Interview by Dorota Giebułtowicz (KAI) 

“Ukrainian children from the war will remember two things: who dropped the bombs and who helped. And I think it will bear fruit in later Polish-Ukrainian relations,” says Fr. Marek Blaza, a Jesuit who serves as a triritual priest in the Greek Catholic parish in Warsaw. 

Dorota Giebułtowicz (KAI): You are a Jesuit triritualist priest. What does it mean? 

Fr. Marek Blaza SJ: It means that I received the right to celebrate the sacraments and other liturgical activities in three rites: Byzantine-Ukrainian, Byzantine-Romanian and Latin. Such permission is granted to the Jesuits by the General of the Society of Jesus under a special papal privilege. Usually, however, permission for biritualism is granted to the clergy by the Congregation for the Eastern Churches. 

The ability to celebrate the Eastern Rite is very useful today. Do many refugees come to the Greek Catholic liturgy? 

Yes. During Lent, a lot of the faithful came to the liturgy, especially on Palm Sunday, Holy Week and, of course, Easter. A lot of people also went to confession. During the Easter liturgy, which we started in the parish where I serve at 11 p.m., even the priests who concelebrated had to help me confess during the sermon. After Easter, Greek Catholics stop going regularly - it should be remembered that in the East there is no such mentality that you have to go to church every Sunday, people come more out of the need of the heart. 

The Eastern Rite is very popular with many Catholics. Is there an interest among priests in biritualism, in celebrating the liturgy also in another Eastern rite?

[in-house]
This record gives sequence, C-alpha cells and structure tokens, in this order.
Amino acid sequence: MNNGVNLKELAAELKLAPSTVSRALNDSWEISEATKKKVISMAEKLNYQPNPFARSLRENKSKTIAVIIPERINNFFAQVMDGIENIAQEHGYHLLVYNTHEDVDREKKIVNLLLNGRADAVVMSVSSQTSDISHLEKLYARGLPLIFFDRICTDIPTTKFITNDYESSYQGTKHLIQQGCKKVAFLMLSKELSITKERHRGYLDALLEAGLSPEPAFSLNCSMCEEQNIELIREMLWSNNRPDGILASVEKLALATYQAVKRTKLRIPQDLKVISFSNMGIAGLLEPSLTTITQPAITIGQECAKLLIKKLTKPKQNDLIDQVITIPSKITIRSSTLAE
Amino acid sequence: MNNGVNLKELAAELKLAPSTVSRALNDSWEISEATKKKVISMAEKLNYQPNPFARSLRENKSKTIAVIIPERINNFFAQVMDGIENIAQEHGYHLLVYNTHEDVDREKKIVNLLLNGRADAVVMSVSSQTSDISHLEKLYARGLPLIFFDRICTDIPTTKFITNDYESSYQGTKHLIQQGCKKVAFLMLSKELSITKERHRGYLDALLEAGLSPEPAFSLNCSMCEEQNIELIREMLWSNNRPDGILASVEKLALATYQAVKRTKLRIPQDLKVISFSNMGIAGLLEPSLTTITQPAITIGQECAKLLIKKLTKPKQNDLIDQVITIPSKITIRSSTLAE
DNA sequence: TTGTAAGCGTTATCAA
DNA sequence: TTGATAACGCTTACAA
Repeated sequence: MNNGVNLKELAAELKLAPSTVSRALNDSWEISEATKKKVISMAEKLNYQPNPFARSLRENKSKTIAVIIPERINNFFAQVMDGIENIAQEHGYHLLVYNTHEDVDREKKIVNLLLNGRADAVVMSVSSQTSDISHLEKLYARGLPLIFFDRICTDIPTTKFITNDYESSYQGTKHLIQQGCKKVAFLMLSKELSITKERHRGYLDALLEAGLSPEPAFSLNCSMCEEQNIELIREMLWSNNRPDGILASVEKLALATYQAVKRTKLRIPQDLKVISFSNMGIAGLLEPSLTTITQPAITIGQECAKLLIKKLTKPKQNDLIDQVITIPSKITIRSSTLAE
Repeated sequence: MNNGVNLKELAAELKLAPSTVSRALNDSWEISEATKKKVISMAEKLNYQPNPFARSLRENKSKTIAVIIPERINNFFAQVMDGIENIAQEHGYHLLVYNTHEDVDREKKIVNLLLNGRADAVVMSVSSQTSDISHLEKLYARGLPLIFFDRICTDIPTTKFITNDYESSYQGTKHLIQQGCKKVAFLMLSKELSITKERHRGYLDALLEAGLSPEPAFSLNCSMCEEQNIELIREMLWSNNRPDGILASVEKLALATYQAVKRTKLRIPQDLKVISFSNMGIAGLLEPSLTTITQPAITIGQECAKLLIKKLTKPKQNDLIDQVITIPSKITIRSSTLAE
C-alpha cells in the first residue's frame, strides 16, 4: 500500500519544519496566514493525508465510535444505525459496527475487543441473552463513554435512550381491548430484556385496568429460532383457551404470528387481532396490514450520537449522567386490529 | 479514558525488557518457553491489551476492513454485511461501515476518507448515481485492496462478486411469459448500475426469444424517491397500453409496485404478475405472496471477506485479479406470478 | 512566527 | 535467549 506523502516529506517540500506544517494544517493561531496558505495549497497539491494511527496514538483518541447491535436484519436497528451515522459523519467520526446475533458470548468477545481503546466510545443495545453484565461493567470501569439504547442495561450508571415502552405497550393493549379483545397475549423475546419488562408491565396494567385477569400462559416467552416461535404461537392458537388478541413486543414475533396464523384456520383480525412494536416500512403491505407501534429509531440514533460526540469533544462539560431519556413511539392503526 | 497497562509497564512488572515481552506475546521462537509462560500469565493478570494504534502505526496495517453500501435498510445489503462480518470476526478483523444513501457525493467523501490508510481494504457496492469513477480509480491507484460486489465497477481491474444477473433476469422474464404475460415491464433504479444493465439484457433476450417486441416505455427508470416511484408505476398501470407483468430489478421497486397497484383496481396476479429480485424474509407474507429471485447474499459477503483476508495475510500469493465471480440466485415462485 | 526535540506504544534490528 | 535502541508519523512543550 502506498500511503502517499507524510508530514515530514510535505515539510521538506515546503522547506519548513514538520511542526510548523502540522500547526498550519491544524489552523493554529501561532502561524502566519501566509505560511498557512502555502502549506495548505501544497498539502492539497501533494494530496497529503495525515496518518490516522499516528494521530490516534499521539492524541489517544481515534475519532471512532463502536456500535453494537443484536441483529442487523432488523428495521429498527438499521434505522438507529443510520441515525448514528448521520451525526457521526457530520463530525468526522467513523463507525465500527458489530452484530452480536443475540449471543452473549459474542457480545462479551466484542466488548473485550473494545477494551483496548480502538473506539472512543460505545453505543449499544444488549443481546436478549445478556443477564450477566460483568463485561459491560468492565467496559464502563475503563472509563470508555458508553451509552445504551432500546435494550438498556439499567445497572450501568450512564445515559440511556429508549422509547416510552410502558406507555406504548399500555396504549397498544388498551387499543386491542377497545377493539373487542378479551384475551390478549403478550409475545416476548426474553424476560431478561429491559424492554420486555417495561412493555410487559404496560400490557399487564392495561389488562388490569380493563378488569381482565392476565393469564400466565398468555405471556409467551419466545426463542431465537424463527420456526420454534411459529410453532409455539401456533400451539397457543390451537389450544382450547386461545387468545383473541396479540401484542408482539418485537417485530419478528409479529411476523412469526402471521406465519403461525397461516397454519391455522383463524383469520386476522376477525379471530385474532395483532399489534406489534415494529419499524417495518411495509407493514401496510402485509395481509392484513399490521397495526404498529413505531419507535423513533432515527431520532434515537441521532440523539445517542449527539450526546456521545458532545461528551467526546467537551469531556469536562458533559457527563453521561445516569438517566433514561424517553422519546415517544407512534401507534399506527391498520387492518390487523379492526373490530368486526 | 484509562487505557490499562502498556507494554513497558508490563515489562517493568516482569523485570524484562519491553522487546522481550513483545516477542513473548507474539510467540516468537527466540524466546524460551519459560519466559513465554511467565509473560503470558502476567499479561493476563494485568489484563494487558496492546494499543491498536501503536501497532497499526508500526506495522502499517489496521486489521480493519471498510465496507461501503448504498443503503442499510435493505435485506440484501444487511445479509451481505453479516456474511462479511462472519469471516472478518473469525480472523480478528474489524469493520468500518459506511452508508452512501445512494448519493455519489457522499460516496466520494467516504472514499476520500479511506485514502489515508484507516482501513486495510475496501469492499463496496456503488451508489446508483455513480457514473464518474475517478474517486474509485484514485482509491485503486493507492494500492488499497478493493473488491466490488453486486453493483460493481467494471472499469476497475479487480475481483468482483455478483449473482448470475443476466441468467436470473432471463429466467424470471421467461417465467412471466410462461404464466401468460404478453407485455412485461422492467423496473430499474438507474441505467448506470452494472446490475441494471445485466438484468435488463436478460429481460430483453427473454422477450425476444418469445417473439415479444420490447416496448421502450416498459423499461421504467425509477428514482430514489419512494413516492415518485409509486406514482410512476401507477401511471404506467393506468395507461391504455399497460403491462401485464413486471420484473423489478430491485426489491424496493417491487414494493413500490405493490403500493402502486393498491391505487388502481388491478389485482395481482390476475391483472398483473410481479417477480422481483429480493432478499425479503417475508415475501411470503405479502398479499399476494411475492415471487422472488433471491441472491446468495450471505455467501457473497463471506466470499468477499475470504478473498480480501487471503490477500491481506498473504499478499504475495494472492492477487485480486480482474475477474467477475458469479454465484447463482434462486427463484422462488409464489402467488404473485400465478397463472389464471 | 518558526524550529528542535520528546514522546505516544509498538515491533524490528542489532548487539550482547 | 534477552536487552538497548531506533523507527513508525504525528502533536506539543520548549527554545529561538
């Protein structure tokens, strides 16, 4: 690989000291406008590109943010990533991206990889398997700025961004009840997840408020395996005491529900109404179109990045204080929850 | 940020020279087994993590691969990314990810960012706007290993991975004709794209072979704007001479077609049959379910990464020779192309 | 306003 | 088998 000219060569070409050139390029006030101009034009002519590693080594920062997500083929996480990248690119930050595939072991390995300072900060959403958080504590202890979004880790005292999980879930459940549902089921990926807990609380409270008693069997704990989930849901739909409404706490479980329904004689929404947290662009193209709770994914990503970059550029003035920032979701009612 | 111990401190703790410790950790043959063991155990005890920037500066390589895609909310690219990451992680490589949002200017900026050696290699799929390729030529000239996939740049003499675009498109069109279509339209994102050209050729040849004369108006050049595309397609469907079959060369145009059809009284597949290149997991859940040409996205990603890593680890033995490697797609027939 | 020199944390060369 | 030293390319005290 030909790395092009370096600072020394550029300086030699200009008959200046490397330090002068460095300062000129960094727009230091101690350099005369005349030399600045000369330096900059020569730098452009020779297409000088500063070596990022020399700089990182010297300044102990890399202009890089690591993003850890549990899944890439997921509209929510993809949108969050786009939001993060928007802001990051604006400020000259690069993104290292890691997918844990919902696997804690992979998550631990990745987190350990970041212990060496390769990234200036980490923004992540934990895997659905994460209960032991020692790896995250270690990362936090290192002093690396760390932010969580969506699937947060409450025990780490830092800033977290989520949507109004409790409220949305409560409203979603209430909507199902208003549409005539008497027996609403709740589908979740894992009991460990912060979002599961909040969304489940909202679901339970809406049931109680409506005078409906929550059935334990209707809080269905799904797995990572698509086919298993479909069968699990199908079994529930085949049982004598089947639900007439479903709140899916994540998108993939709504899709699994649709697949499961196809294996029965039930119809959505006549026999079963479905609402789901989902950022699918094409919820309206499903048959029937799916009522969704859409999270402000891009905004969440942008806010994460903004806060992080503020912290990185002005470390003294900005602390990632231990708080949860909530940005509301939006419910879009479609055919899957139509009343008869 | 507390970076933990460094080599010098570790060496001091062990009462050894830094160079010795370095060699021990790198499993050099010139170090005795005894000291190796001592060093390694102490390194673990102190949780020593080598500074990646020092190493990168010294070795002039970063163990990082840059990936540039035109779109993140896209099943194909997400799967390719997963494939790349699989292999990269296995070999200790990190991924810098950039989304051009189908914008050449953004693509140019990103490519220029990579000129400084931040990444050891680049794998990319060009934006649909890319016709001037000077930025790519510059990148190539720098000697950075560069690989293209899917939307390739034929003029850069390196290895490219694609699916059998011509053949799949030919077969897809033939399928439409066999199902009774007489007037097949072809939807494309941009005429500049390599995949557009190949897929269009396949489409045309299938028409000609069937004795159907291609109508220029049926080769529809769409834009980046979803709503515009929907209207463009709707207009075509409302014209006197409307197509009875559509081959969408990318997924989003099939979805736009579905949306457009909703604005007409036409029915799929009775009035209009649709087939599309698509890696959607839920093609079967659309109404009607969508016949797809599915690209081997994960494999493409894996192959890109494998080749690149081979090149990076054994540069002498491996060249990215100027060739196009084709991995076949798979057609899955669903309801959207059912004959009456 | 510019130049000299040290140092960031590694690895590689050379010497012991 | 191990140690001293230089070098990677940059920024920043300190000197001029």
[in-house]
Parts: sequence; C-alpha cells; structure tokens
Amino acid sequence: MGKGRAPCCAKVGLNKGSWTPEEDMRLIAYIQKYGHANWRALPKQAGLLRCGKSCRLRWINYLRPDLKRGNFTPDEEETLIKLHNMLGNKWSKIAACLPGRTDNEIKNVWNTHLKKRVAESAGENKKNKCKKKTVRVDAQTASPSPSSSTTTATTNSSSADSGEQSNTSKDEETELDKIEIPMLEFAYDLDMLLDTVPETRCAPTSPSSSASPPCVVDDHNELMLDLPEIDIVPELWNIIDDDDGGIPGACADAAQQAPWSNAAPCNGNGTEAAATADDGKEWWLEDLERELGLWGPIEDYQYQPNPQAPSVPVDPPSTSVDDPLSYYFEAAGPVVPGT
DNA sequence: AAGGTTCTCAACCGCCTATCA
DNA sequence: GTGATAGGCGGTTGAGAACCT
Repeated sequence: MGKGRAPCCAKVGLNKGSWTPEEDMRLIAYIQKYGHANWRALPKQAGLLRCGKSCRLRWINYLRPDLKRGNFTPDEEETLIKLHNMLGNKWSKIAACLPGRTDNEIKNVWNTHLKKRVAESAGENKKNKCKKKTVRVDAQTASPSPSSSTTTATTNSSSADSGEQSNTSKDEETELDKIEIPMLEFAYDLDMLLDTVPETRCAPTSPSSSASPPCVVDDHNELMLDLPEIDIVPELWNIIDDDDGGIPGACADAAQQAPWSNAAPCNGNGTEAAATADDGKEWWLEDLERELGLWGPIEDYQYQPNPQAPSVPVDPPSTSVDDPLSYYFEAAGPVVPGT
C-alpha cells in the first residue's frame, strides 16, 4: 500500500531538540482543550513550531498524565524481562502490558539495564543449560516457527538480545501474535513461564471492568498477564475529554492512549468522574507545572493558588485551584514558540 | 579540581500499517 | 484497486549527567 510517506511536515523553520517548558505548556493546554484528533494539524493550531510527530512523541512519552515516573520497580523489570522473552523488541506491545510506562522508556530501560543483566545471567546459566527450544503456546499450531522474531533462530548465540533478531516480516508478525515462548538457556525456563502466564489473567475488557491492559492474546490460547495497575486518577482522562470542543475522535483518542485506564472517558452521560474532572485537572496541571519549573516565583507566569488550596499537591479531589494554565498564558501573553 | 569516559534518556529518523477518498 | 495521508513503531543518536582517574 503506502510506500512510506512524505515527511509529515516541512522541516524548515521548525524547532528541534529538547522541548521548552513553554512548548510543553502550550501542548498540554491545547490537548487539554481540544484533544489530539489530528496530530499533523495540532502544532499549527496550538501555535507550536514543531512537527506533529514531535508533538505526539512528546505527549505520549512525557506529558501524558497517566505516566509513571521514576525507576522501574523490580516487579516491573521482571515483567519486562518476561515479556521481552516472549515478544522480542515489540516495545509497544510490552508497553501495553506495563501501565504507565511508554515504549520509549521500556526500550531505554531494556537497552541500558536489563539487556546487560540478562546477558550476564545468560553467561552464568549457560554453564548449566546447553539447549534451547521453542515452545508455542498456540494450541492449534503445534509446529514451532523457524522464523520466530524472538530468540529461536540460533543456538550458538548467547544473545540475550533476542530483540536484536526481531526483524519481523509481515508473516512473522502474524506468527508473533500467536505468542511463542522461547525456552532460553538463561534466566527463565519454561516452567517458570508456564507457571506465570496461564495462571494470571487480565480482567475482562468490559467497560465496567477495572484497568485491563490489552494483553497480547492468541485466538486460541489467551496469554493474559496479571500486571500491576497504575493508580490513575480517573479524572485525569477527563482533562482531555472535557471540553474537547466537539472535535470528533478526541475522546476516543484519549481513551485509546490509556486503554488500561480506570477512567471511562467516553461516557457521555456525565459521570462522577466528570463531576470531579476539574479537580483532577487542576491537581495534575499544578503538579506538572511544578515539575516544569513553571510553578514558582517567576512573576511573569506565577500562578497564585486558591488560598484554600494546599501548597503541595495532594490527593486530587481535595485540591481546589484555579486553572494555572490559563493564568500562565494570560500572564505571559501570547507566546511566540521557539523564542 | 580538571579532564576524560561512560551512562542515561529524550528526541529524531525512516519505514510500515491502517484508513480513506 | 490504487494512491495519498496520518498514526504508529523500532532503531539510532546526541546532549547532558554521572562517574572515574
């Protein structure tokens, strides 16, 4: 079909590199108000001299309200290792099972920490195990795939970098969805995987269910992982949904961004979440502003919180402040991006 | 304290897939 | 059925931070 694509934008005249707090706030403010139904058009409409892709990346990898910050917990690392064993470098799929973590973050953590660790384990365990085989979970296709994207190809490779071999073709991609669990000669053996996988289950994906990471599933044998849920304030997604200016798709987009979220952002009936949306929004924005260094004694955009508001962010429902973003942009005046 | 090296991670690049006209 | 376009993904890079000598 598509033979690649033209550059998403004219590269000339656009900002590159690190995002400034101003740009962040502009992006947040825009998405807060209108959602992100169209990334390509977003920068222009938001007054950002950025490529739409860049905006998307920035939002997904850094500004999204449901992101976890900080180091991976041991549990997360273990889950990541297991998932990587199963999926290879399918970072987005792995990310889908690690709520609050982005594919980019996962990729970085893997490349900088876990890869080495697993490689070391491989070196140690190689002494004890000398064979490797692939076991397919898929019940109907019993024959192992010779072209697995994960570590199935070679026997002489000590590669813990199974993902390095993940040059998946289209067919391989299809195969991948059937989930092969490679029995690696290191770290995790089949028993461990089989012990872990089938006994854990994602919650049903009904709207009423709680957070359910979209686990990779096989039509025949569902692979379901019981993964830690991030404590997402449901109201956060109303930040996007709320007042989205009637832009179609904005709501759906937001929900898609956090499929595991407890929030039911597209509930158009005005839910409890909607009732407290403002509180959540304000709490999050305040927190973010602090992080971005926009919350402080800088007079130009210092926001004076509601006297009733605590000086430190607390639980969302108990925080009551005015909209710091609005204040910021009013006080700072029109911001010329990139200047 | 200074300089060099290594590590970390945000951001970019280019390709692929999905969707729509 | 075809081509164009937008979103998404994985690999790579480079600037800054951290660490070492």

I met some diocesan priests who asked me about it. But bi-ritualism is not accepted because "I like the rite," but for pastoral reasons, in order to serve the faithful. 

And does celebrating the Eastern Rite not require special studies? 

The Byzantine-Ukrainian liturgy can be learned quite quickly. I think that due to the needs related to the influx of refugees from Ukraine, the requirements will not be so high at present. And the faithful will enjoy each new priest. You have to learn Ukrainian, of course. In my experience, and I have been working in the Greek Catholic Church since the diaconate, i.e. since 1999, the most difficult thing for a priest is to stick to one calendar, i.e. one calendar must be the leading one, either Western (Gregorian) or Eastern (Julian). 

And is it possible to adopt the Gregorian calendar and celebrate Easter according to the "old style"? 

It is possible. That's how Romanians and Greeks do. For example, Christmas is December 25, but Easter and Easter-related holidays are celebrated according to the old calendar. 

Are there any other forms of pastoral care for refugees besides the liturgy? 

First of all, it is important to remember that refugees are on different levels of religion. In our Jesuit House at Rakowiecka, we welcomed a group of people from Ukraine. At the beginning, we organized a community meeting with them. It is very important during such a meeting to show that it is done gratuitously. You have to be careful, because when you organize a meeting and a snack, there is a danger that they will think: "aha, they will want something from us in return". And if we start talking about God at such a meeting, then a switch may turn on in them: "the indoctrination begins". This is why it is not advisable. The more so because most of the refugees are Orthodox and they may suspect us of proselytizing. 

Maybe Greek Catholics will decide to adopt the Gregorian calendar? According to research, as many as 65 percent. of the faithful of the Greek Catholic Church in Poland are in favor of changing the calendar.